It’s like, these days, I’m going to a chiropractor, trying to loosen up something in my lower back. I’m very stiff, and he can’t push too hard because if he pushes too hard to make the bones and muscles crack and move, he can do a tremendous amount of damage. He has to be very gentle and work up to it gradually so that I get that flexibility. It’s the same thing with practicing tonglen. Our minds and our hearts are incredibly stiff; we can’t just push it: “Stop being selfish and think of everybody!” Otherwise, it can do some emotional damage here. Tonglen needs proper preparation in order to practice it. 


We talked about the mind being beginningless and also ignorance being beginningless. So why is the nature of the mind pure and clear since beginningless time? 

Mental activity − mind − and unawareness both have no beginning, that’s true, but unawareness is a fleeting stain; it’s not the nature of the mind, in the sense that it’s not an essential part of or the nature of the mind, because it can be removed. Why? Because unawareness can be totally opposed with awareness. We can’t have unawareness and awareness simultaneously; they’re mutually contradictory, because if we understand a little bit, but we still don’t really know, that understanding is not correct understanding. We still have a little bit less confused unawareness, but it’s still just unawareness. When we have absolutely correct and decisive understanding, we can’t have unawareness or ignorance simultaneously. 

Because of that and because of the fact that although now, the habit of unawareness is stronger than the habit of correct understanding, there’s no “support” behind the habit of unawareness. This is the word that is used in Tibetan – there’s no back-up support behind the unawareness that would make it valid. Whereas there’s a great deal of supporting evidence for valid understanding. Because of that, valid understanding can – if we think of the Tibetan word “support” – hold its position. It doesn’t fall apart when the unawareness starts to come again; it doesn’t shatter our valid understanding, although we might not remember it for a while. If we can reach the stage where that unawareness is totally replaced by awareness, then it’s not going to come again, so it can be removed. 

Now, what’s really important here is that all the disturbing emotions and attitudes are also fleeting and can also be removed forever because they all rely on unawareness. Whereas all the good qualities – love, compassion, and so on – can’t be removed because what is underlying and validating them, what supports them, is valid correct understanding of reality. Although the negative qualities can be removed forever, the positive qualities can’t be removed. The more understanding we have, the more they’re reinforced. This is very important to understand. 

Unawareness and disturbing emotions are the obscurations preventing liberation. Just as we can remove these, it is likewise possible to get rid of the obscurations preventing omniscience. What are those? They’re the appearance-making of truly established existence due to the habits of grasping for truly established existence. Because of these habits, the mind makes mental holograms in which it appears as though everything has a line around it. We may not believe that these correspond to reality, we know that’s just garbage, but it still appears like that. That prevents us from being able to know everything: all the interrelations of cause and effect. It’s like we have periscope vision; we only see a little bit. Our minds are limited because everything appears to have these solid lines around them, isolating them from each other.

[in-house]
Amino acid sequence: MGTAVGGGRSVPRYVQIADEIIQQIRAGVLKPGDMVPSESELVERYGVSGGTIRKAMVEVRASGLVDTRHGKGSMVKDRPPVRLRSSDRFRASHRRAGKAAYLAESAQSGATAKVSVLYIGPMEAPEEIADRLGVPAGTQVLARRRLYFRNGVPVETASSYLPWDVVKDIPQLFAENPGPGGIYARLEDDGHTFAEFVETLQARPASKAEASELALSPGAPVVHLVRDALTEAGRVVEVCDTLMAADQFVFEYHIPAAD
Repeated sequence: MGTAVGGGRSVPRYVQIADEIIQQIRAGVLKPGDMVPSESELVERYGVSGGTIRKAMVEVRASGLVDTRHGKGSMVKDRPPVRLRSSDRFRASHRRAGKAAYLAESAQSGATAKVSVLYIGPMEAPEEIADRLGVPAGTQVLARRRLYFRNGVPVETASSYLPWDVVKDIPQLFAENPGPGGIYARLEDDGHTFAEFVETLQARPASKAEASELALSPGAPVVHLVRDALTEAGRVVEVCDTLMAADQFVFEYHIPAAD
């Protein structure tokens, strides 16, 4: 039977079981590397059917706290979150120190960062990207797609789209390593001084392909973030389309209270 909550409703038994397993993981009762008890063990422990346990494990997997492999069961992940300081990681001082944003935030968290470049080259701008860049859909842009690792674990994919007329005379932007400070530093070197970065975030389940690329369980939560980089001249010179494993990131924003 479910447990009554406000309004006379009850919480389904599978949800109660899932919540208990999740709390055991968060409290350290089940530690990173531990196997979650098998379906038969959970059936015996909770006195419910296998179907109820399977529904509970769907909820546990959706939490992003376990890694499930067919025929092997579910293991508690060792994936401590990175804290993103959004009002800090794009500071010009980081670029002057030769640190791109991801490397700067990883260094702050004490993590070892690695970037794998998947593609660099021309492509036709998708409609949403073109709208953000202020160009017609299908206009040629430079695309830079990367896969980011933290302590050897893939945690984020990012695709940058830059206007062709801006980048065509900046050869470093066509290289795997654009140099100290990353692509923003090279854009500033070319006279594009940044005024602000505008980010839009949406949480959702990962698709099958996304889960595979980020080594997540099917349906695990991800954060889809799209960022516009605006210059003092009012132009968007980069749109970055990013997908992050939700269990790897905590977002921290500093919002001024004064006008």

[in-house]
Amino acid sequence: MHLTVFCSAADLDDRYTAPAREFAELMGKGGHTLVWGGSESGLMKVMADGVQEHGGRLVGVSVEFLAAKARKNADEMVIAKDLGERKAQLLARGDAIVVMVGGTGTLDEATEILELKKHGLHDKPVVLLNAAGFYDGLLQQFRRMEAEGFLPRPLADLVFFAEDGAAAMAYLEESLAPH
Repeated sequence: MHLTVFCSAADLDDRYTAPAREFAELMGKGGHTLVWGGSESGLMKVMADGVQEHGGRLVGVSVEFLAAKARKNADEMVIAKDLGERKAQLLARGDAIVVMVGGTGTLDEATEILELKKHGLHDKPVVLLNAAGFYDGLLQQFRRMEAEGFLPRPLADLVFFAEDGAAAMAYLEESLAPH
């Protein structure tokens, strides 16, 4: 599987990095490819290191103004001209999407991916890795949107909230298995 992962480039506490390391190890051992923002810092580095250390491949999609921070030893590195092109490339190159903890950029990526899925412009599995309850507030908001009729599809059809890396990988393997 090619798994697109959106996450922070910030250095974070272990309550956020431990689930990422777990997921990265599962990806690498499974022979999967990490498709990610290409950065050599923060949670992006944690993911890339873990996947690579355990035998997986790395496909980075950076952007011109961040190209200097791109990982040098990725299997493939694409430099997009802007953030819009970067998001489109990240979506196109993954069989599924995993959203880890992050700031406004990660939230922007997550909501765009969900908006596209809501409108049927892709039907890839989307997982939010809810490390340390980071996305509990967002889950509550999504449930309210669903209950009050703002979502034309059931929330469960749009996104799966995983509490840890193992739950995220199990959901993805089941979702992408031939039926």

That appearance-making can be removed. When we have the non-conceptual cognition of voidness, even as an arya, at that moment, there is no appearance-making of truly established existence. If we can sustain that forever, without any break, and also perceive conventional truth simultaneously, without conventional truth appearing to be self-established, which only a Buddha can do, then that periscope vision will never return. Then, we’re aware of everything; there’s no limitation in terms of seeing the interconnectedness of everything, which is what omniscience is all about. This is part of the proof of omniscience that it is actually possible to attain. Again, that reinforces our aim of bodhichitta, that it is possible to achieve enlightenment. 

One last point: when the unawareness, the habits of unawareness, are removed forever from the mental continuum, the mental activity on the mental continuum still retains its essential nature as mental activity. In other words, the ignorance, the unawareness and the deceptive appearance-making are not defining characteristics of mental activity. They can be removed. Whereas the essential nature − the defining characteristic of the mental activity of a mental continuum, which is, in simple words, mere clarity and awareness, the mere arising of appearances and cognizing them – that can’t be removed. If that were removable, then the mental activity on a mental continuum would no longer retain its essential nature as mental activity. We need to think about that. Because of that, a mental continuum never ends. There’s nothing we can do to make it end. 

I’ll just put it in a very simple way, and then we’ll end. If there were a mutually exclusive state of mere arising and cognizing – making appearances and cognizing them – if there were a mutually exclusive state of that, of not making mental holograms and not cognizing them, how could we ever know that? With that koan to think about, let’s end with a dedication: 

We think that whatever understanding and whatever positive force has come from all this, may it go deeper and deeper and act as a cause for reaching enlightenment for the benefit of all. 

Read and listen to the original text “Seven Point Mind Training” by Geshe Chekawa.